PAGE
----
Severe Weather Awareness Week
Posted by Matt Hanvold (+59) 10 years ago
April 18-22, 2011.

The National Weather Service (NWS) offices in Montana are sponsoring the severe weather awareness week. This information is provided in order to inform you on the different types of severe weather we have in Montana and also to provide safety information related to each type. Follow this link for more information.
Posted by Matt Hanvold (+59) 10 years ago
Staying Aware of the Weather

Ready, Set, Go: This is the mindset we want people to be in when it comes to being prepared for hazardous weather.

Ready: At this stage, the National Weather Service sees something on the horizon that may end up being a widespread severe weather event in the future. The Hazardous Weather Outlook issued by the local NWS offices will give you this information. Also, the Storm Prediction Center issues thunderstorm outlooks that give an idea of where severe thunderstorms may develop in the next 8 days.

Set: In this stage, we are confident that a hazardous weather event will occur, but are not sure of the exact timing, location, or impact of the event. For severe thunderstorms and tornadoes, a Watch is issued to give the public a heads up that they need to be prepared for the possibility of severe weather within the next 8 hours.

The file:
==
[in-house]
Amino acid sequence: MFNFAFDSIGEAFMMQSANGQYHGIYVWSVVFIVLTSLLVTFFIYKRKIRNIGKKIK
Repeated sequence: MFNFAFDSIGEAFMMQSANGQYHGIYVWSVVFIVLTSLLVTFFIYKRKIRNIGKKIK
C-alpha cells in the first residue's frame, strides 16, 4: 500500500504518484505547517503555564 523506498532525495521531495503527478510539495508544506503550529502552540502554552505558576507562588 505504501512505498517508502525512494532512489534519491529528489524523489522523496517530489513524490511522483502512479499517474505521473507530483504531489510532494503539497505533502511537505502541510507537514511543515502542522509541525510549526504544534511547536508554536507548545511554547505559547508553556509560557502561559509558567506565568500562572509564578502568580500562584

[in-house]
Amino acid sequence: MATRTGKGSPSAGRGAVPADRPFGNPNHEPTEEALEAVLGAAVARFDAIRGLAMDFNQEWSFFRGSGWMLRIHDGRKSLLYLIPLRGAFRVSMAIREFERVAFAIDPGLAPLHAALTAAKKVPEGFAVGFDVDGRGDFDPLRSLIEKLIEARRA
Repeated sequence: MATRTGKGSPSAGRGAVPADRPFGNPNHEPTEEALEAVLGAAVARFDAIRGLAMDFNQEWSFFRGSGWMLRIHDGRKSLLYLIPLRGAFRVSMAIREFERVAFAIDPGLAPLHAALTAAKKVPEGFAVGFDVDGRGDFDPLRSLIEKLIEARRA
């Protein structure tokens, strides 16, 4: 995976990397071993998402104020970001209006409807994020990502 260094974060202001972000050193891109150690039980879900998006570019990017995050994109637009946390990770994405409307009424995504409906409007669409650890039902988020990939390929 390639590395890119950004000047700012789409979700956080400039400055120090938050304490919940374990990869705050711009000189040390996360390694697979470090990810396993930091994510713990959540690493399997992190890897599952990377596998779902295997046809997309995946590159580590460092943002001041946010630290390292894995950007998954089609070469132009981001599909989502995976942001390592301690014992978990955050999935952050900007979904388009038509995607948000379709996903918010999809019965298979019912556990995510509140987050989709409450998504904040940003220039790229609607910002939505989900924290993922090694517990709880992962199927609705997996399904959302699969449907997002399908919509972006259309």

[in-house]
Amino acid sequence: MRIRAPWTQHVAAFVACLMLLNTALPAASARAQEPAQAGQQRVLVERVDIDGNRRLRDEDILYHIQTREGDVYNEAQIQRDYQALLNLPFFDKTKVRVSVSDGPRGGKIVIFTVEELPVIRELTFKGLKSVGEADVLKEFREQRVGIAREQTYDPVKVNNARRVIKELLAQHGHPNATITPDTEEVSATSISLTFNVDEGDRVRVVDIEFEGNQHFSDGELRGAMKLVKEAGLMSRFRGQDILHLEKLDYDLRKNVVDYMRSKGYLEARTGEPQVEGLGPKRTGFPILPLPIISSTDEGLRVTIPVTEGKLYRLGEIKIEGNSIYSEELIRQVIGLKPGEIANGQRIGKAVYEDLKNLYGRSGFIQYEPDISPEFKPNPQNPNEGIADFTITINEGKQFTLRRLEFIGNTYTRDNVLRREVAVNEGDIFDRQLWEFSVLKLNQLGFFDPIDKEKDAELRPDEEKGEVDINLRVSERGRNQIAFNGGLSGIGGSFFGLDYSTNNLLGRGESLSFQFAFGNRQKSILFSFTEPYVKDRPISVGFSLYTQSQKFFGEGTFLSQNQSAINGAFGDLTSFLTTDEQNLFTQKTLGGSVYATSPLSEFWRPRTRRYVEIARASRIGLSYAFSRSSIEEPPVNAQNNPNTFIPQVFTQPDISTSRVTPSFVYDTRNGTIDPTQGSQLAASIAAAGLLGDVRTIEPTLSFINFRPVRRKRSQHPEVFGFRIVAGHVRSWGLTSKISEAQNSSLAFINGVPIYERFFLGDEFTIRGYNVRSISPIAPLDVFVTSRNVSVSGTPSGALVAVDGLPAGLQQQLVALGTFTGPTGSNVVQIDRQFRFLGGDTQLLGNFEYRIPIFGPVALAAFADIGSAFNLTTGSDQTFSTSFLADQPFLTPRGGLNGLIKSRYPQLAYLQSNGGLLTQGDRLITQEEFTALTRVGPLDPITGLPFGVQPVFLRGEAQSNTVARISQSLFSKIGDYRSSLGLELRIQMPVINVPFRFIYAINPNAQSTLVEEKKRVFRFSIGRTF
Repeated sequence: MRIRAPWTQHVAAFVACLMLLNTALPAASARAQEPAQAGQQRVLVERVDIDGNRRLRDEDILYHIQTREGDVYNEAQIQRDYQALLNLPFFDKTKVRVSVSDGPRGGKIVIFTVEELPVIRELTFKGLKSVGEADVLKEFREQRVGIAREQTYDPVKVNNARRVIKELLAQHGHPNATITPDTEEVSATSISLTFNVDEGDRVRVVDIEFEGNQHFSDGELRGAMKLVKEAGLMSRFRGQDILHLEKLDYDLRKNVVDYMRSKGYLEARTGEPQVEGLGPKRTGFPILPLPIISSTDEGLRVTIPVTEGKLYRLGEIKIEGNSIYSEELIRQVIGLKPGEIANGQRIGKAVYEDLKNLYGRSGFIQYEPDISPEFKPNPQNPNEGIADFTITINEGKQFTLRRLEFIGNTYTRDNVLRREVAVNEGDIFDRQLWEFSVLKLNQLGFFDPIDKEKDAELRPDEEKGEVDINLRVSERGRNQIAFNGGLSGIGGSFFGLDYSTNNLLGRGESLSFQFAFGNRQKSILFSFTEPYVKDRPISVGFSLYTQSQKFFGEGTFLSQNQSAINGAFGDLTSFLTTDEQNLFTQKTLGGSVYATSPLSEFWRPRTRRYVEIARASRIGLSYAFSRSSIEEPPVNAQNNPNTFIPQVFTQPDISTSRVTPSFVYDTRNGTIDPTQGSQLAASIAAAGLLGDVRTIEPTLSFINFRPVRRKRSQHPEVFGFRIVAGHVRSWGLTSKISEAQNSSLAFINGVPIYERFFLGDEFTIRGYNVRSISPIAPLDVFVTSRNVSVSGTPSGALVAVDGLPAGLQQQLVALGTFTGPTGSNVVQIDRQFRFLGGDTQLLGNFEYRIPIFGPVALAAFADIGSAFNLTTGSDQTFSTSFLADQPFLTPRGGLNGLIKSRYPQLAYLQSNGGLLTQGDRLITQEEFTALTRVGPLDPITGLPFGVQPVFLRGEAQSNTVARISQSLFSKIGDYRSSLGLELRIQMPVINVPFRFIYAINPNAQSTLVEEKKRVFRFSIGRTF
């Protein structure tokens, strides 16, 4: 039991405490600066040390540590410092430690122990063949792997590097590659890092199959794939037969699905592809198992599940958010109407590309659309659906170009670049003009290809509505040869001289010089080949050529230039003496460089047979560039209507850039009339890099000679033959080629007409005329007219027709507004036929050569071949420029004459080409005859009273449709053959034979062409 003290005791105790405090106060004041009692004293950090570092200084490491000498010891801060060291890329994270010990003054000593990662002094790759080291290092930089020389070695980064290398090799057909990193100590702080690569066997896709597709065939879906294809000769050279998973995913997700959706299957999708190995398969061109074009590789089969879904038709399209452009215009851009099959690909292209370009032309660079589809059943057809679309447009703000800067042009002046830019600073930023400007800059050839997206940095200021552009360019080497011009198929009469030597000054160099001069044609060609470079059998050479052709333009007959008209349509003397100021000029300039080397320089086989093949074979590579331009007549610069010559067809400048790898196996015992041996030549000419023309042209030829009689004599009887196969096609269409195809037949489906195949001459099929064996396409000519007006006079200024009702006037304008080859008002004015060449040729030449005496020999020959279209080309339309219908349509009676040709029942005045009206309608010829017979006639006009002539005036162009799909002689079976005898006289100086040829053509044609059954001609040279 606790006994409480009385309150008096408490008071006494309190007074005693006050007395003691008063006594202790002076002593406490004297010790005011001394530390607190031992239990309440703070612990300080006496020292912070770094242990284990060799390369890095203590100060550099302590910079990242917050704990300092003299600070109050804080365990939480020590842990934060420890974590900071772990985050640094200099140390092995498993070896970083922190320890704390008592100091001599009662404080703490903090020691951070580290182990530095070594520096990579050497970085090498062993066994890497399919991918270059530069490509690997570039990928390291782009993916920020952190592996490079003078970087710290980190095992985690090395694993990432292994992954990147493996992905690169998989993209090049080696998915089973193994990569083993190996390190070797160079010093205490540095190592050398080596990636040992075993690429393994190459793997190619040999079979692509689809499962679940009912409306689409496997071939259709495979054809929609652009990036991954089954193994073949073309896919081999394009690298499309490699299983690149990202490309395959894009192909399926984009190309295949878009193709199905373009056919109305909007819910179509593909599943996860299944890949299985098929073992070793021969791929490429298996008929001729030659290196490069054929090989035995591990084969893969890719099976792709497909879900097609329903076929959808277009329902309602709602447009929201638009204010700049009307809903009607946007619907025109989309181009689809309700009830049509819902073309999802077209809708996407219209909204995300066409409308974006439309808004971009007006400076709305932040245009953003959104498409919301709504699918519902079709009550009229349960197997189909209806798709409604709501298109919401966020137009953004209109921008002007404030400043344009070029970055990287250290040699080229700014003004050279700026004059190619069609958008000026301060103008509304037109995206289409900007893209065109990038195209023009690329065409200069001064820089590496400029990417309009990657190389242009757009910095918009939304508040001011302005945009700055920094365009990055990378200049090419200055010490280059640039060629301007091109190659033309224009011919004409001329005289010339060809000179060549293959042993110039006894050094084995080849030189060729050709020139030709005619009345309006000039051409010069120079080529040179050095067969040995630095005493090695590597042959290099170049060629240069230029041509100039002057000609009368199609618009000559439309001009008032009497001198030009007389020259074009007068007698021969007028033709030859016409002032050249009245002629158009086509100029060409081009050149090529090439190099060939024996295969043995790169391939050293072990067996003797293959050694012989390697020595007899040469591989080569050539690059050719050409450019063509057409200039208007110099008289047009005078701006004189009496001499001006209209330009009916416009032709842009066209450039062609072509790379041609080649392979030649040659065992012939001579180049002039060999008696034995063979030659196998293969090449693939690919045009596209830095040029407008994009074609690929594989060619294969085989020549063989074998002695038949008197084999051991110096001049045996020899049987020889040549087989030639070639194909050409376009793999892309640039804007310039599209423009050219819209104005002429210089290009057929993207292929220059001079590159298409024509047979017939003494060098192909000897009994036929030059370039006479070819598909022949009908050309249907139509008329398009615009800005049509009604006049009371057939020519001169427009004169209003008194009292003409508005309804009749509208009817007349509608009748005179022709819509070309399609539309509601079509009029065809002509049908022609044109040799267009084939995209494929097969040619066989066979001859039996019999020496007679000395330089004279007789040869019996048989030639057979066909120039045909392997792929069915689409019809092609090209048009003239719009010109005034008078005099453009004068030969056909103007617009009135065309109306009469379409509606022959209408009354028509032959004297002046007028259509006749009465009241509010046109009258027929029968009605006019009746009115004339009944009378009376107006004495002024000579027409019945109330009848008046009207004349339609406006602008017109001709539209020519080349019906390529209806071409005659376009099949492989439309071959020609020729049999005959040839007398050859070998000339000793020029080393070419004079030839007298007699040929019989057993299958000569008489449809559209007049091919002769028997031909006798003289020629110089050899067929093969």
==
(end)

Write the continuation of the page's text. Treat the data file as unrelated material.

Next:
Go: When we hit this stage, we are confident that a thunderstorm is producing severe weather and we issue a Warning. The lead time can be just precious minutes out to an hour. At this stage, you should take action by seeking shelter.


Funnel Cloud: A funnel-shaped cloud, extended outward or downward from a thunderstorm, that corresponds to a rotating column of air. If the rotation is violent and reaches the ground, the funnel cloud is associated with a tornado.

Tornado: A violently rotating column of air, in contact with the ground, that extends from the base of a thunderstorm to the ground. This is often visible as a funnel cloud with swirling dust or debris near the surface.

Severe Thunderstorm: A thunderstorm that produces hail of 1 inch or larger (quarter size) and/or a wind gust to 58 mph or higher.

Microburst: A convective downdraft with an affected outflow area of less than 2? miles wide and peak winds lasting less than 5 minutes. Microbursts may induce dangerous horizontal/vertical wind shears, which can adversely affect aircraft performance and cause property damage.

Straight-line Winds: Generally, any wind that is not associated with rotation, used mainly to differentiate them from tornadic winds.

Flash Flood: A sudden inundation of water in low-lying areas, usually brought on by heavy rain, dam break, rapid snowmelt or ice jams.

Watch: The potential exists for severe weather to occur within the next 8 hours but the exact location and timing is not known. Action can be taken to protect property such as putting your vehicle in the garage, putting away patio furniture, etc.

Warning: Severe weather either is occurring or will be shortly. Immediate action should be taken to protect yourself by going to the lowest portion of a sturdy building, or into a closet, hallway or room without windows.